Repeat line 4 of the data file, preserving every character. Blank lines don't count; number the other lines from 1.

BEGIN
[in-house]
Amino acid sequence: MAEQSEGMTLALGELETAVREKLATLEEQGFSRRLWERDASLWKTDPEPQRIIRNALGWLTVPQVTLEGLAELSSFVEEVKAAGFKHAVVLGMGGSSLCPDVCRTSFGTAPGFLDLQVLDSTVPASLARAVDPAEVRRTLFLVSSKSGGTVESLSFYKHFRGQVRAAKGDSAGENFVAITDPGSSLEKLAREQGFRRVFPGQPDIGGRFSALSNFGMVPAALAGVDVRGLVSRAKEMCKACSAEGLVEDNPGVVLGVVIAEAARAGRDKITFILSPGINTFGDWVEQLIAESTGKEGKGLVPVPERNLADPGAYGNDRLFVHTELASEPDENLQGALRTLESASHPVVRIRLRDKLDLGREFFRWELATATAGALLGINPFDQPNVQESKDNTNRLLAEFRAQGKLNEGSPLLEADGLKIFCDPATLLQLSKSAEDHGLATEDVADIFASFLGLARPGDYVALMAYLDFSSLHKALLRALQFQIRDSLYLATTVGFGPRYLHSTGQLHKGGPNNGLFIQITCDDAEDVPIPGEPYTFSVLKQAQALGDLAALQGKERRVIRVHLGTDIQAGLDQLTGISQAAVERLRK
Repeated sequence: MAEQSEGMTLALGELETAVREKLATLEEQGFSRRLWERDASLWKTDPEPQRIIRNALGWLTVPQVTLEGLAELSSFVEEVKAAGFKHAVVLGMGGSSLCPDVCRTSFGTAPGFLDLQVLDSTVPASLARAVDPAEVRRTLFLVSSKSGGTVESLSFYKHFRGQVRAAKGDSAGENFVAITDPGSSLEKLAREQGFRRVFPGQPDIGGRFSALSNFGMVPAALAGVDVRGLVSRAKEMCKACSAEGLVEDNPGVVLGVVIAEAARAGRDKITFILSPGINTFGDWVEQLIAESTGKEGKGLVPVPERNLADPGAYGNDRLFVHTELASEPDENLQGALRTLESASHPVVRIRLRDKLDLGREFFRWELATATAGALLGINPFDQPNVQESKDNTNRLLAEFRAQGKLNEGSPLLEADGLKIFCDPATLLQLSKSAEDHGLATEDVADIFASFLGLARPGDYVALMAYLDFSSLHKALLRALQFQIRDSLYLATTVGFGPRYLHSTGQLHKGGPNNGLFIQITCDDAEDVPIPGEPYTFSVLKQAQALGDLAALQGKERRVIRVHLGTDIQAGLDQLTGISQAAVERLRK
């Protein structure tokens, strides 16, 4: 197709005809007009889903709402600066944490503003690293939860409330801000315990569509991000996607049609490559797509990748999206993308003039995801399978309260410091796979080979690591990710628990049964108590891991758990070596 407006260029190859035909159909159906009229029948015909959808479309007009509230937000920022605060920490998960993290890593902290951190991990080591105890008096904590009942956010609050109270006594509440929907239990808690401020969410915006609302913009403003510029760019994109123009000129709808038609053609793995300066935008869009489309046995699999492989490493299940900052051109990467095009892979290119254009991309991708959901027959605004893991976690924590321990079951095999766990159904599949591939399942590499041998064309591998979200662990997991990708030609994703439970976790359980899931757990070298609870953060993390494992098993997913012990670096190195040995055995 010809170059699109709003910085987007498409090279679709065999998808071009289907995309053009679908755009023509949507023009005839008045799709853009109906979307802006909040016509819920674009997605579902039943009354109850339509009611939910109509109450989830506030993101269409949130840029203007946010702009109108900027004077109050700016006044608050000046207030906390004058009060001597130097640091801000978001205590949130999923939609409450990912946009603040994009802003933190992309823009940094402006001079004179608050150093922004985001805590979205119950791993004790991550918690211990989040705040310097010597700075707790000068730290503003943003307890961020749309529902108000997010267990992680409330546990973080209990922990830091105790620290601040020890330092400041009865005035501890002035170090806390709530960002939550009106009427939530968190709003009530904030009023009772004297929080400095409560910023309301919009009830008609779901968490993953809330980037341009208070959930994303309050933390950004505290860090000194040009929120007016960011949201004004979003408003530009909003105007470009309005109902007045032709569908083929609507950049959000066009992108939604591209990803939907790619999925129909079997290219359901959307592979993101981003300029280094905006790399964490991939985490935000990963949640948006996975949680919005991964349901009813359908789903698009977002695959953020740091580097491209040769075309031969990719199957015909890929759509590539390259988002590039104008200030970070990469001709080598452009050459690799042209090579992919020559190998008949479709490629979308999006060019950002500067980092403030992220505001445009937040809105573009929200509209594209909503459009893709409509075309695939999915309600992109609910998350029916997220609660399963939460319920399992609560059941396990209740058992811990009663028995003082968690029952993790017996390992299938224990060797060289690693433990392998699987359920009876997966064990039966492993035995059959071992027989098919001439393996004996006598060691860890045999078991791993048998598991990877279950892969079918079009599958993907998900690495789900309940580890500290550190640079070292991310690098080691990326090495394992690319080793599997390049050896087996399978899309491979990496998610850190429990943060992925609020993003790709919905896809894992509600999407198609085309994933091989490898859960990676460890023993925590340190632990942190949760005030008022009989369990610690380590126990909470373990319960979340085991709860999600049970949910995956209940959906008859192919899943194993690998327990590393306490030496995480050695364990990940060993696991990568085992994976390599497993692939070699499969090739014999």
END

């Protein structure tokens, strides 16, 4: 197709005809007009889903709402600066944490503003690293939860409330801000315990569509991000996607049609490559797509990748999206993308003039995801399978309260410091796979080979690591990710628990049964108590891991758990070596 407006260029190859035909159909159906009229029948015909959808479309007009509230937000920022605060920490998960993290890593902290951190991990080591105890008096904590009942956010609050109270006594509440929907239990808690401020969410915006609302913009403003510029760019994109123009000129709808038609053609793995300066935008869009489309046995699999492989490493299940900052051109990467095009892979290119254009991309991708959901027959605004893991976690924590321990079951095999766990159904599949591939399942590499041998064309591998979200662990997991990708030609994703439970976790359980899931757990070298609870953060993390494992098993997913012990670096190195040995055995 010809170059699109709003910085987007498409090279679709065999998808071009289907995309053009679908755009023509949507023009005839008045799709853009109906979307802006909040016509819920674009997605579902039943009354109850339509009611939910109509109450989830506030993101269409949130840029203007946010702009109108900027004077109050700016006044608050000046207030906390004058009060001597130097640091801000978001205590949130999923939609409450990912946009603040994009802003933190992309823009940094402006001079004179608050150093922004985001805590979205119950791993004790991550918690211990989040705040310097010597700075707790000068730290503003943003307890961020749309529902108000997010267990992680409330546990973080209990922990830091105790620290601040020890330092400041009865005035501890002035170090806390709530960002939550009106009427939530968190709003009530904030009023009772004297929080400095409560910023309301919009009830008609779901968490993953809330980037341009208070959930994303309050933390950004505290860090000194040009929120007016960011949201004004979003408003530009909003105007470009309005109902007045032709569908083929609507950049959000066009992108939604591209990803939907790619999925129909079997290219359901959307592979993101981003300029280094905006790399964490991939985490935000990963949640948006996975949680919005991964349901009813359908789903698009977002695959953020740091580097491209040769075309031969990719199957015909890929759509590539390259988002590039104008200030970070990469001709080598452009050459690799042209090579992919020559190998008949479709490629979308999006060019950002500067980092403030992220505001445009937040809105573009929200509209594209909503459009893709409509075309695939999915309600992109609910998350029916997220609660399963939460319920399992609560059941396990209740058992811990009663028995003082968690029952993790017996390992299938224990060797060289690693433990392998699987359920009876997966064990039966492993035995059959071992027989098919001439393996004996006598060691860890045999078991791993048998598991990877279950892969079918079009599958993907998900690495789900309940580890500290550190640079070292991310690098080691990326090495394992690319080793599997390049050896087996399978899309491979990496998610850190429990943060992925609020993003790709919905896809894992509600999407198609085309994933091989490898859960990676460890023993925590340190632990942190949760005030008022009989369990610690380590126990909470373990319960979340085991709860999600049970949910995956209940959906008859192919899943194993690998327990590393306490030496995480050695364990990940060993696991990568085992994976390599497993692939070699499969090739014999």